ColdFusion is dead, long live ColdFusion!
Before I knew it a simple twitter post about free ColdFusion workshops in Brussels turned into a heated debate on whether or not ColdFusion is a dead technology. Thought it was worth doing a blog post with my perspective on the discussion.
I’m not what you would call a typical ColdFusion developer, in fact other than installing the beta releases and experimenting with the most interesting features I have very little hands on experience with the product. Things changed about a year or so ago for me, I did some sessions at conferences like “Scotch on the Rocks” in Edinburgh where they primarily target ColdFusion developers and got to know several people in the community.
To say that ColdFusion has a passionate community is an understatement to say the least. It’s kind of like Apple fan boys. Its amazing how passionate they are. They love the latest I phone 4, MacBook and other iProducts no matter what, exactly what ColdFusion fans are like. To the untrained eye they come across as guardians of the holy grail ready to smite anyone who dares criticize their beloved technology and to an extent that is even the case. If you look at the history of the product coming from Allaire through Macromedia to Adobe it is understandable that there is a certain level of anxiety about the survival of the product and what direction it is going to take.
I for one have not given up on ColdFusion, while there are obstacles along the way with the right approach it is here to stay and can see a grow in marketshare.
For the last few releases ColdFusion seems to be focusing more and more on enterprise level features. That’s great and Adobe needs to build on its enterprise offerings along with the LiveCycle product range but it seems to be a somewhat artificial push in that direction and in the process neglecting a huge user base outside of the enterprise.
Arguably ColdFusion is the easiest way to hook up your Flash, Flex and AIR applications to backend services — what about making it easier for your run of the mill Flash/Flex developer to get started with ColdFusion?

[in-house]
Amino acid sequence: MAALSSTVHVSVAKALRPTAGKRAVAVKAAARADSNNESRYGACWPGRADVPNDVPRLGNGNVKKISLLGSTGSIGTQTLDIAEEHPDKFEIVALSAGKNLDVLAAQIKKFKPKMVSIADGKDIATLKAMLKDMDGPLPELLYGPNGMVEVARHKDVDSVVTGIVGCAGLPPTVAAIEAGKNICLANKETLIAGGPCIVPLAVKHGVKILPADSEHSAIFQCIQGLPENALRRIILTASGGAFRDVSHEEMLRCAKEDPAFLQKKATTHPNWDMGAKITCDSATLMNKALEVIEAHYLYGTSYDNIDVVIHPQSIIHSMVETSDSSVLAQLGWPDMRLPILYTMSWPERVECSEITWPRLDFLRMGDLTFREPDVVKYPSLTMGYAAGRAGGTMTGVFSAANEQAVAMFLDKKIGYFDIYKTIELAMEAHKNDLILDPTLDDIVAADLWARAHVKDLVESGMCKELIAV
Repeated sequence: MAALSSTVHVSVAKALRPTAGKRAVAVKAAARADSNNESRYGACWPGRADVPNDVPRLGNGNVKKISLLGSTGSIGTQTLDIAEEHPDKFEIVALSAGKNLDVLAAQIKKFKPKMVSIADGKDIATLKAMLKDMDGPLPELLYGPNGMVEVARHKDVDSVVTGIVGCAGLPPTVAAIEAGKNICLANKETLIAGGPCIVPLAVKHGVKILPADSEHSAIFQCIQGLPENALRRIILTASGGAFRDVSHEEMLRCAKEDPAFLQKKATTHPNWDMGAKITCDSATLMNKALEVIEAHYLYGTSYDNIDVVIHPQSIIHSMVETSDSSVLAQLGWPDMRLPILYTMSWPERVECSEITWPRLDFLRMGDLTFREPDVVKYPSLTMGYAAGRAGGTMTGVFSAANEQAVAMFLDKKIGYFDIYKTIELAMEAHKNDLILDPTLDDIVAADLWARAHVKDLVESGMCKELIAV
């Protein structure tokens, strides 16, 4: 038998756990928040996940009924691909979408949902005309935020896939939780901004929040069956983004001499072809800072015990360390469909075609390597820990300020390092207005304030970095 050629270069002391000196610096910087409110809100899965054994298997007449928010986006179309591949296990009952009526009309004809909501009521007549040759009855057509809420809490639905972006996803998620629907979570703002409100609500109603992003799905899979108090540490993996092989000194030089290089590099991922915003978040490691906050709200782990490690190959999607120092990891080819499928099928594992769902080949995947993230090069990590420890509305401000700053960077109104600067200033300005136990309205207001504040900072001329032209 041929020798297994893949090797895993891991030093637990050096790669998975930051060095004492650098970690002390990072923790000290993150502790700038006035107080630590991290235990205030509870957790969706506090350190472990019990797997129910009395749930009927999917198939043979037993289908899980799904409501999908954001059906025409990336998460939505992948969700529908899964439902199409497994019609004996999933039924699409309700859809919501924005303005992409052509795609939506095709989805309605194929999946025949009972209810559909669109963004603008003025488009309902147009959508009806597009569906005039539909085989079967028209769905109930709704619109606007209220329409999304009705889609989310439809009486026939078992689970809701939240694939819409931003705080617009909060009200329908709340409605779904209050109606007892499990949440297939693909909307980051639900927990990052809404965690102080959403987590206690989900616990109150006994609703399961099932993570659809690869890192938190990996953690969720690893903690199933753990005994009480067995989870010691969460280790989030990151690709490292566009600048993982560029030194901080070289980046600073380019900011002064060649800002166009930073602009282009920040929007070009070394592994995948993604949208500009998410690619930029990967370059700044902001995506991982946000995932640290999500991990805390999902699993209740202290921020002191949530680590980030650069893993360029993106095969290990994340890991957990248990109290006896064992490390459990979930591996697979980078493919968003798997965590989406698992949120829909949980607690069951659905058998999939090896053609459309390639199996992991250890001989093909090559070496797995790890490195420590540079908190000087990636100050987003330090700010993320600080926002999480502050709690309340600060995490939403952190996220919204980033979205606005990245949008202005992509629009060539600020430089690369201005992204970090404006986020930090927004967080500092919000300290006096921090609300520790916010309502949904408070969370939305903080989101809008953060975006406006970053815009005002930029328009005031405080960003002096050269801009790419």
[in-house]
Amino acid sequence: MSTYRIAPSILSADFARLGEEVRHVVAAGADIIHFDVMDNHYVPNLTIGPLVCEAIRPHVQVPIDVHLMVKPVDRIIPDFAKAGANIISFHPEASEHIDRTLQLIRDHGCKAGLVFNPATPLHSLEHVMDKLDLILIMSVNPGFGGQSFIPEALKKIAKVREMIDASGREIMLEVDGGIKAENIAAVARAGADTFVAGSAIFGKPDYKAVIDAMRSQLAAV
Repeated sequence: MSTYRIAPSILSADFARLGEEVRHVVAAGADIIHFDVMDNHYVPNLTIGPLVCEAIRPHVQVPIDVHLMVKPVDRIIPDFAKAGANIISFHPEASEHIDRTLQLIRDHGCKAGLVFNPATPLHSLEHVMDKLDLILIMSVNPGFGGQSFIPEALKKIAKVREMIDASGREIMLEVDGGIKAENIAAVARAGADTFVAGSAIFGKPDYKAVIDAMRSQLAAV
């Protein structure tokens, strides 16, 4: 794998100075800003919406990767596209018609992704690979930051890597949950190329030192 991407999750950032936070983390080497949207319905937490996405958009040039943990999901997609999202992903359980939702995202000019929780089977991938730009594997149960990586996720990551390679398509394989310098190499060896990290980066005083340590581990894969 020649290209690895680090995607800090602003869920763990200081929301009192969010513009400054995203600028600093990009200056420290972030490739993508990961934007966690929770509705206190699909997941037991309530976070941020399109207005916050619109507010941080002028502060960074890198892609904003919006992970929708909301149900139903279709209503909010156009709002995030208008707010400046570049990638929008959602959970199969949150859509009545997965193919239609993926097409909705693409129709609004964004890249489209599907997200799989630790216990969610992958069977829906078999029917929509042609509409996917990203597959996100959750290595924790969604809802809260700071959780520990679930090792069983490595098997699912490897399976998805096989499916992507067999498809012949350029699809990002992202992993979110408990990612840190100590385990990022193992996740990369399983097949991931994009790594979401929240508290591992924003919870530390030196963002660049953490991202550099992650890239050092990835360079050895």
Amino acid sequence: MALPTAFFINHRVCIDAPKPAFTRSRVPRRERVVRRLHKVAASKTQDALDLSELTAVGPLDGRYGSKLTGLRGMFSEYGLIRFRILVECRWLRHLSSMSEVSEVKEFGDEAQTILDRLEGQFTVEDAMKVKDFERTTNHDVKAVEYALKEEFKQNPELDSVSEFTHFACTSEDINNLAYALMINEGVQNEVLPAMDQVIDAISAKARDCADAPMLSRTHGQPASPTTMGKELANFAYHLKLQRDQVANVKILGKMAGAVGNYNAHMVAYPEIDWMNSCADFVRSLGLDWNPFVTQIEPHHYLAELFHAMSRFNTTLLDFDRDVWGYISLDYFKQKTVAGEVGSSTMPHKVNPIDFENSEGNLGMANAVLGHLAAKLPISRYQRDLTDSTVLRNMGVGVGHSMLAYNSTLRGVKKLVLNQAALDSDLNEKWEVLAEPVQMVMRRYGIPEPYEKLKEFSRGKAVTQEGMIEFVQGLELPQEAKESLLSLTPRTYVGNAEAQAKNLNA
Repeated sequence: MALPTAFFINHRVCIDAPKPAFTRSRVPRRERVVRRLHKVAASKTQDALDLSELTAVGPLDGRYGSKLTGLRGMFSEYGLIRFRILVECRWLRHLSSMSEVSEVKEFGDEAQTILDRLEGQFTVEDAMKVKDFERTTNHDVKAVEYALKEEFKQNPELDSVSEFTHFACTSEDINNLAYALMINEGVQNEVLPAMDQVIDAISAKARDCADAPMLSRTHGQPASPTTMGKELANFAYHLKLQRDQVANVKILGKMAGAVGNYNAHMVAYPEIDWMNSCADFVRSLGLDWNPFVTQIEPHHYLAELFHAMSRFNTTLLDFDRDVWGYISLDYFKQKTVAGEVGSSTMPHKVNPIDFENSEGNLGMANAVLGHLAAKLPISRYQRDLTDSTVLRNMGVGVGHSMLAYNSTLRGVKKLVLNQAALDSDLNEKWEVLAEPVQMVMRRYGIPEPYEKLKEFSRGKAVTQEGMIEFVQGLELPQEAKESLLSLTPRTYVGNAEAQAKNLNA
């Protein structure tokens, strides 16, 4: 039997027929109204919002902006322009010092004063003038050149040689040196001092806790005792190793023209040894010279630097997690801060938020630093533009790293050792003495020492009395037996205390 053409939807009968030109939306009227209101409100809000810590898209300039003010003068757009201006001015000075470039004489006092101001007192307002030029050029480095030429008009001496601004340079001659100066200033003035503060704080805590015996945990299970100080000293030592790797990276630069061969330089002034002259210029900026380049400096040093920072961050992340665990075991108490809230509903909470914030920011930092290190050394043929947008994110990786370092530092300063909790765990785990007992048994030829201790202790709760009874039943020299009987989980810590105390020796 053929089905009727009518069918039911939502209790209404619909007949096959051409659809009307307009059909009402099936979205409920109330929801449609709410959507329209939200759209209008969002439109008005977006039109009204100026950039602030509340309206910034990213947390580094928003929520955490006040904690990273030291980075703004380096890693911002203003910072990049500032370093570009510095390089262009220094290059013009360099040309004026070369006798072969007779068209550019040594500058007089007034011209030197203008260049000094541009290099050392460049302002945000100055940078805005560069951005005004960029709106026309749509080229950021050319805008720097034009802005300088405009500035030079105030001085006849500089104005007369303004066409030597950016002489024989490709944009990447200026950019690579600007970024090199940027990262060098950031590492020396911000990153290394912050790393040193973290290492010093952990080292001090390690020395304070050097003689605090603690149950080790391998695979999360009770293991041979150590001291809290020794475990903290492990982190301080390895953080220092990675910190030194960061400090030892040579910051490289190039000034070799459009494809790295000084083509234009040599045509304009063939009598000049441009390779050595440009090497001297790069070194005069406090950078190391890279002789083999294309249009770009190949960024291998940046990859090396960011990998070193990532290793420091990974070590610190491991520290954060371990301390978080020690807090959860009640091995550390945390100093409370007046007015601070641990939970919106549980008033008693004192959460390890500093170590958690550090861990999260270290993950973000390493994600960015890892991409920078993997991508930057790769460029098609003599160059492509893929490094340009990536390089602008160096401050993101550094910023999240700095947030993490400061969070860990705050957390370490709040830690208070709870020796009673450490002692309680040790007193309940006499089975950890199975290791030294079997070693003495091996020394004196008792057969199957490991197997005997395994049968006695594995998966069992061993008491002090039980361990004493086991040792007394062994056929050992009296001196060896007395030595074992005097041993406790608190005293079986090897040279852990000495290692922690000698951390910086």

Pricing and open source
From what I’ve seen over the years, succesful developer technologies at Macromedia and Adobe have always relied on three pillars:
– free SDK
– commercial developer tools
– enterprise offerings
I think the same needs to happen for ColdFusion, there needs to be a free of charge and preferably open source CFML engine. That does not exclude any further commercial and even proprietary offerings on top of that but the barrier to entry must be way lower than it is right now.
I have to admit that, eventhough I like to think I’m well versed in all things Adobe, ColdFusion does have some gems I am yet to discover. Talking to my friend Cyril Hanquez, who incidentally works in government and enterprise and has been doing ColdFusion for almost a decade I’ve found out about some amazing features that I can’t wait to try out as soon as I have the time.
Likewise, I regret to say that at least some portion of the ColdFusion community seems to be quite conservative and closeminded to what is happening around them. Technologies evolve and perspectives change, I would strongly advise any ColdFusion developers to look at what is happening with the Flash Platform as well as the AJAX world with jQuery and the likes.
Thirdly what I would call the “web 2.0 extremists” ready to dismiss anything that doesn’t fit the general style guide of the latest iteration of the web (copyrighted by O’Reilly Media, Inc.). This honestly might be the most difficult group to evangelize to since its judgement is usually not based on any objective criteria but rather a general trend and developer interest. The only thing I can suggest there is to rename the product to coldfus.io and stick a “beta” label on it.
There are encouraging signs that many of these points are being addressed, but there’s still a long way to go — more so with marketing the product and winning developer mind share than growing the technology.
In the current economical crisis I have a feeling Adobe is going to be weary of any further open source initiatives but I would urge them to continue on that path. ColdFusion needs to get more closely aligned to the Flash Platform products and the enterprise will follow.
Think about what happened with Flex when it was originally launched as a serverside MXML compiler with pricing clearly aimed at the enterprise. I think it is fair to say that wasn’t a huge success. Then in April 2007, the big turnaround with Flex going open source and becoming an almost instant hit with a lot of Java developers and increasingly large corporations which leads on to LiveCycle Data Service ES sales etc. We need a similar revolutionary approach for ColdFusion.
Open Source CFML engines are on the horizon, Adobe is working on a dedicated IDE for ColdFusion and serverside ActionScript support is to be added in the next release of the product codenamed “Centaur“. These are not signs that Adobe is throwing in the towel, on the contrary — if anything this is the time to start looking at ColdFusion and help shape its direction.
Just consider this as an “outsiders perspective” on the current state of ColdFusion, I’d love to hear your thoughts on this.